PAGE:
48

If characterization of the advances made by Mr. Gilbert depended solely upon the terms of the instruments under which the parties' rights were governed, it is clear that the decision of the Tax Court would have to be reversed. Each note received by Gilbert contained an unconditional promise to pay 3 1/2% interest semi-annually and to pay the principal upon demand. The notes were transferable, and did not by their terms confer the right to participate in the management of the corporation.4 Moreover, the notes were not subordinated to the claims of other creditors. Unlike the situation presented in Gregg Co. of Delaware v. Commissioner, 2 Cir., 1956, 239 F.2d 498, where so-called 'hybrid' securities were involved, these instruments are on their faces ordinary unsecured interest-bearing promissory notes payable upon demand.

49

But numerous cases have indicated that even though the form of the instrument evidencing an advance of funds is appropriate to the creation thereby of a debt, the circumstances surrounding the creation of the obligation may be such as to indicate that characterization of the advance as a loan would be improper within the meaning of the federal tax statute. Thus, in Reed v. Commissioner, 2 Cir., 1957, 242 F.2d 334, where the instruments were promissory notes similar to the obligations in the present case, this court, after an appraisal of the surrounding circumstances, sustained the Tax Court's determination that the advances there in question were contributions to capital and not loans. Cf. Gregg Co. of Delaware v. Commissioner, supra.

50

Although the facts of Dittmar v. Commissioner, 1955, 23 T.C. 789 are not identical with those in the present case, that decision is not without application here. There, the taxpayer, a stockholder, had made continuous advances to the corporation in response to needs for both capital assets and working capital without regard to the normal creditor safeguards. Under these circumstances, it was held that the advances were not loans to the corporation as the taxpayer contended but were contributions to corporate capital. It is true that in that case, unlike the present case, no formal instruments evidencing indebtedness were executed, but the similarities in the two cases are most impressive. In each the alleged loans were unsecured even though the interest on prior loans was in default and the corporation had a continuous history of losses. In each no attempt was ever made to enforce the obligations.5 Since the distinction between loans and contributions to capital depends in part upon the type of risk assumed by an investor, the fact that the advances were made under circumstances more closely approximating those associated with the investment of equity capital is relevant to a determination of the character of the advances for purposes of federal income taxation.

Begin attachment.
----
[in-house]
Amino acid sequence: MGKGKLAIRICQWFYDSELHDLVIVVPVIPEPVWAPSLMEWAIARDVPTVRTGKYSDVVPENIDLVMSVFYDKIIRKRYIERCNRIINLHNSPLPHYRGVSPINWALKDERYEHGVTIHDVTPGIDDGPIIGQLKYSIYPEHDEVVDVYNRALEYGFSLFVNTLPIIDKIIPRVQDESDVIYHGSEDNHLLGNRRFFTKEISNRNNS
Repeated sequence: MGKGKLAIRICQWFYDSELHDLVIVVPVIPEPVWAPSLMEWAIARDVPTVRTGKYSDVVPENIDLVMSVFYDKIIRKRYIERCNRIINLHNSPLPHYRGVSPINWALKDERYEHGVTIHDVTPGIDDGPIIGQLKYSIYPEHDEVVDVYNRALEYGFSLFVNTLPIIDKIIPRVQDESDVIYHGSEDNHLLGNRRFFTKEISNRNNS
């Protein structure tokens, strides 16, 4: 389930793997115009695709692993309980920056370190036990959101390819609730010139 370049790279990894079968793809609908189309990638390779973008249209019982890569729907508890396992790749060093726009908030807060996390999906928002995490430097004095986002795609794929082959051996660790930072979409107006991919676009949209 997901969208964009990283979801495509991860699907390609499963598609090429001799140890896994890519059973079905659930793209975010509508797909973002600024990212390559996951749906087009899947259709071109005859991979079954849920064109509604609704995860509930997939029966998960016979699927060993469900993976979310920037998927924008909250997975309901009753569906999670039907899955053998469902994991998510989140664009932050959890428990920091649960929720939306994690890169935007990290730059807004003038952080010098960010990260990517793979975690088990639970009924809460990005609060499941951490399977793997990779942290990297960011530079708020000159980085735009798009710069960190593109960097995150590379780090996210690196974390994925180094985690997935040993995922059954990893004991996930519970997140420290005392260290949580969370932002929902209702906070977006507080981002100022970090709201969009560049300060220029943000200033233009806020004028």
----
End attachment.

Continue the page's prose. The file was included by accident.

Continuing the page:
51

Another circumstance tending to support the conclusion of the Tax Court is the agreement between petitioner and Borden that the financing of Gilbor, Inc., was to be shared equally between them. While this factor is not conclusive, it is one which 'subjects the transaction to close scrutiny.' Wilshire & Western Sandwiches, Inc., v. Commissioner, 9 Cir., 1949, 175 F.2d 718, 721; 1432 Broadway Corp. v. Commissioner, 1945, 4 T.C. 1158, affirmed per curiam 2 Cir., 1947, 160 F.2d 885. The agreement has particular significance in this case because of other evidence that the parties intended that distributions made by the corporation should at all times be equal to their proprietary interests. In December 1946, the board of directors authorized the officers of Gilbor to borrow $10,000 from Mrs. Gilbert in exchange for a demand promissory note. That note, pursuant to the resolution of the board, contained a provision that it was 'transferable immediately into preferred stock.' At the same meeting the board of directors gave Borden an option to purchase $10,000 of preferred stock, exercisable by him only upon the condition that Mrs. Gilbert exercise her conversion rights. The clear purpose of granting this option to Borden was to protect his right to share equally with the Gilberts in the anticipated distributions of the corporation.

52

The Commissioner also relies upon the fact that the cash available for expenditures was from the beginning insufficient to finance the scope of activities which the parties apparently planned. The pertinence of this argument is not, however, clear. We have decided several cases in which the inadequacy of equity capital contributed to characterization of advances as contributions to capital rather than as loans. E.g., 241 Corporation v. Commissioner, 2 Cir., 1957, 242 F.2d 759; 1432 Broadway Corp. v. Commissioner, supra. But as indicated by the Supreme Court in John Kelley Co. v. Commissioner, 1946, 326 U.S. 521, 66 S.Ct. 299, 302, 90 L.Ed. 278, this test has value only in 'extreme situations such as nominal stock investments and an obviously excessive debt structure.' In a case such as the present, where the ratio of debt to equity never exceeded 2.19 to 1, the 'thin corporation' standard is of no value. It is not clear, however, whether this is the thrust of the argument, or whether the Commissioner contends that since the parties from the start knew there would be a need for larger amounts of capital, all later advances must be considered as having been invested as equity rather than as having been loaned. In either case, it would appear that the argument must fail. Once it is established that the parties' equity investment is more than nominal, the means by which the corporation's activities are financed is a matter to be handled in whatever way seems most advantageous to it. Wilshire & Western Sandwiches, Inc., v. Commissioner, supra.